2.4 Research Methods
According to Ellram (1996), the research design must contain arguments for the various methods and sources used to collect data. The next sections therefore aim to present and explain why different methods have been used and how they contribute to an adequate understanding of the topic. Baxter and Jack (2008) argue that
“each data source is one piece of the ‘puzzle’, with each piece contributing to the researcher’s understanding of the whole phenomenon” (p. 554). In this thesis, different sources are used to fill the entire ‘puzzle’ and even though the method of qualitative interview is the main source, a quantitative survey, netnographic re- search and web sources are used to complement the study.
2.4.1 Qualitative interview
Qualitative research can be either direct or indirect (Malhotra & Birks, 2007). The main sources of the thesis are interviews; hence direct research is the main driver. The purpose of conducting qualitative interviews is to gain insights into the thoughts, feelings and interpretations about the brand and the branding process.
These insights are imperative in order to answer how brand consistency is achieved. In principle the concept of interpretation is unobservable (Patton, 2002, p. 340) and therefore interviews are conducted to uncover it, because interviews can unfold interviewees’ experiences with the brand (Kvale & Brinkmann, 2015; Licht- man, 2014).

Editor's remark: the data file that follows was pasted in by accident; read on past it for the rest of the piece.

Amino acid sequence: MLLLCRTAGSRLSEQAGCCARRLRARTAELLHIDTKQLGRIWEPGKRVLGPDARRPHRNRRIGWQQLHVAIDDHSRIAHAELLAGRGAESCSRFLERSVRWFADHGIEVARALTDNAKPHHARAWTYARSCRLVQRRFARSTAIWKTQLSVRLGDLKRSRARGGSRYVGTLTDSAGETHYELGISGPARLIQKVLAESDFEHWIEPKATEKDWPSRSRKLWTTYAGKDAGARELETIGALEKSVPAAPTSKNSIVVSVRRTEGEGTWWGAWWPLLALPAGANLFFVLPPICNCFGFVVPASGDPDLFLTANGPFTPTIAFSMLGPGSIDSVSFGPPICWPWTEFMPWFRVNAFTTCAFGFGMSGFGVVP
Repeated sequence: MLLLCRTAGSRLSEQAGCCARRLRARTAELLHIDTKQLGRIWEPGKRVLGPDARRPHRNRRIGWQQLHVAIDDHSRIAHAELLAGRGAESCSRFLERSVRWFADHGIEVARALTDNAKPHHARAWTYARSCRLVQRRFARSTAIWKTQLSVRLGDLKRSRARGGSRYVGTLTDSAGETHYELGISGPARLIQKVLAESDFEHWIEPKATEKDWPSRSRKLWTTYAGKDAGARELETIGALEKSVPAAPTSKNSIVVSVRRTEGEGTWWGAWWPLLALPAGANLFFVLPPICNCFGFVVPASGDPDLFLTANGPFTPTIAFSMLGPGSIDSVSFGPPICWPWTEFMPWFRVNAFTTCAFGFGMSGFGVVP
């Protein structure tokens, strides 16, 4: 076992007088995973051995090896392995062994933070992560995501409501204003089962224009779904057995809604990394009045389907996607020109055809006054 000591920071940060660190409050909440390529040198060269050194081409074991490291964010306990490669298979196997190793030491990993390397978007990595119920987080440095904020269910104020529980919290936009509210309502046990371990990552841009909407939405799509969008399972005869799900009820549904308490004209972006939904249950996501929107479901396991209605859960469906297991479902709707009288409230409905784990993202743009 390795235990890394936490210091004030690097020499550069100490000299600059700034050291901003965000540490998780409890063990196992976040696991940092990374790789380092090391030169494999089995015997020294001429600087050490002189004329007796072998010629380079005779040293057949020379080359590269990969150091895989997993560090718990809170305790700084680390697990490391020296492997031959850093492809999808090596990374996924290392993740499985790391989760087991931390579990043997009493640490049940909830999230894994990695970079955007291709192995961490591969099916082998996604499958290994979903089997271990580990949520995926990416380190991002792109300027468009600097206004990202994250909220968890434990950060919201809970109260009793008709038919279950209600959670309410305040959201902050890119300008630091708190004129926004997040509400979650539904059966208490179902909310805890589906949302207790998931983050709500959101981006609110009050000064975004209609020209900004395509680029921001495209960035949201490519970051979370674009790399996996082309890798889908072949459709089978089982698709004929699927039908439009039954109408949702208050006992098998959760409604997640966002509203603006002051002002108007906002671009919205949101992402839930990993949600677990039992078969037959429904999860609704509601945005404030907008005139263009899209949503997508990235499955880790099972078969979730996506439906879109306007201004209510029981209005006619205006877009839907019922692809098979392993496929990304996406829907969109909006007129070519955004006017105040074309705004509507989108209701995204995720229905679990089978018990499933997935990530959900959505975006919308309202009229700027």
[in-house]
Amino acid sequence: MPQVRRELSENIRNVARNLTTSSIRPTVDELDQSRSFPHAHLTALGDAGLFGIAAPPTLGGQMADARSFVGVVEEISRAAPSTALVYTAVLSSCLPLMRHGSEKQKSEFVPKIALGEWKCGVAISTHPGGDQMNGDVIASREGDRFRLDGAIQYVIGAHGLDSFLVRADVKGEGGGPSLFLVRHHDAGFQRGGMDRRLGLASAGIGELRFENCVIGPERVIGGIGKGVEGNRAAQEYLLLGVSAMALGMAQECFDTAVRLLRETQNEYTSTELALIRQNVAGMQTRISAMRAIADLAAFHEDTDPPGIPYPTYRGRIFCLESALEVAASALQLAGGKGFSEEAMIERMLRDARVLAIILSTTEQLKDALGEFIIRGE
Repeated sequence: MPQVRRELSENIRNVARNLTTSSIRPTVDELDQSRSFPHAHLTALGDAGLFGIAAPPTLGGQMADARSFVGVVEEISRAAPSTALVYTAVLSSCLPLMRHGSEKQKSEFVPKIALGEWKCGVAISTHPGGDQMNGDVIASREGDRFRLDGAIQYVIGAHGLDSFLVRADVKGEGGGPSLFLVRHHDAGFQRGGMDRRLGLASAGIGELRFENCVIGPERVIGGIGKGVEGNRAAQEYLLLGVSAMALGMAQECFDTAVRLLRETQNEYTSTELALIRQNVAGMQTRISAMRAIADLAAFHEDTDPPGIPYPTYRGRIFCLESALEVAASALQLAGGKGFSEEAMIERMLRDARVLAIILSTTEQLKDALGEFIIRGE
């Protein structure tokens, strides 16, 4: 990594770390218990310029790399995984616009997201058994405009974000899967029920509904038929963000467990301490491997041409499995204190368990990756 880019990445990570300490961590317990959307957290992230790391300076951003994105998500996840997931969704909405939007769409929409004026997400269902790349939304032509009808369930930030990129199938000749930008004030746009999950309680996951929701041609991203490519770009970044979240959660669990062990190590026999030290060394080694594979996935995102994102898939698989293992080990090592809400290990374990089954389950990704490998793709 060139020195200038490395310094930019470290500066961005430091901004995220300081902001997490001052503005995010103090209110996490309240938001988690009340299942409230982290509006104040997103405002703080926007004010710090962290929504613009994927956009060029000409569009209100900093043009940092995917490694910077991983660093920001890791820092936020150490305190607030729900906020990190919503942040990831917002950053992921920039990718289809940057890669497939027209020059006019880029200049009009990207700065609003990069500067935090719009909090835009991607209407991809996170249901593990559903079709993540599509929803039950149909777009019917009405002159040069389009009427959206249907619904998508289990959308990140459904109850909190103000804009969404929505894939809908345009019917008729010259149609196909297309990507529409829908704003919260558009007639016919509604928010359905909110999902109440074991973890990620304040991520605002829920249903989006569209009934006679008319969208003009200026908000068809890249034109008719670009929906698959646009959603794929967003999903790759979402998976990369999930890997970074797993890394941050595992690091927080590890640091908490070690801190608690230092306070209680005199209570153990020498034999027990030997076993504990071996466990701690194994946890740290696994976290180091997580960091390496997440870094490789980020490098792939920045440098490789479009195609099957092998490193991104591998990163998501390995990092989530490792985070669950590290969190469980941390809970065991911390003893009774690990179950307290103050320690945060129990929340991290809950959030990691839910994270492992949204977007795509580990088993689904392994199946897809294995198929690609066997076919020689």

As Lichtman (2014) puts it, “this study intended to explain the variation in participants’ practices and under- standings. For this reason, we recruited a smaller sample compared to those in quantitative studies, and we recruited informative participants rather than statistically-representative participants” (p. 251). This study intends something similar, and to answer the problem statement, it therefore becomes more relevant how a small number of brand stakeholders construct brand meaning than to find a statistically-representative num- ber of participants.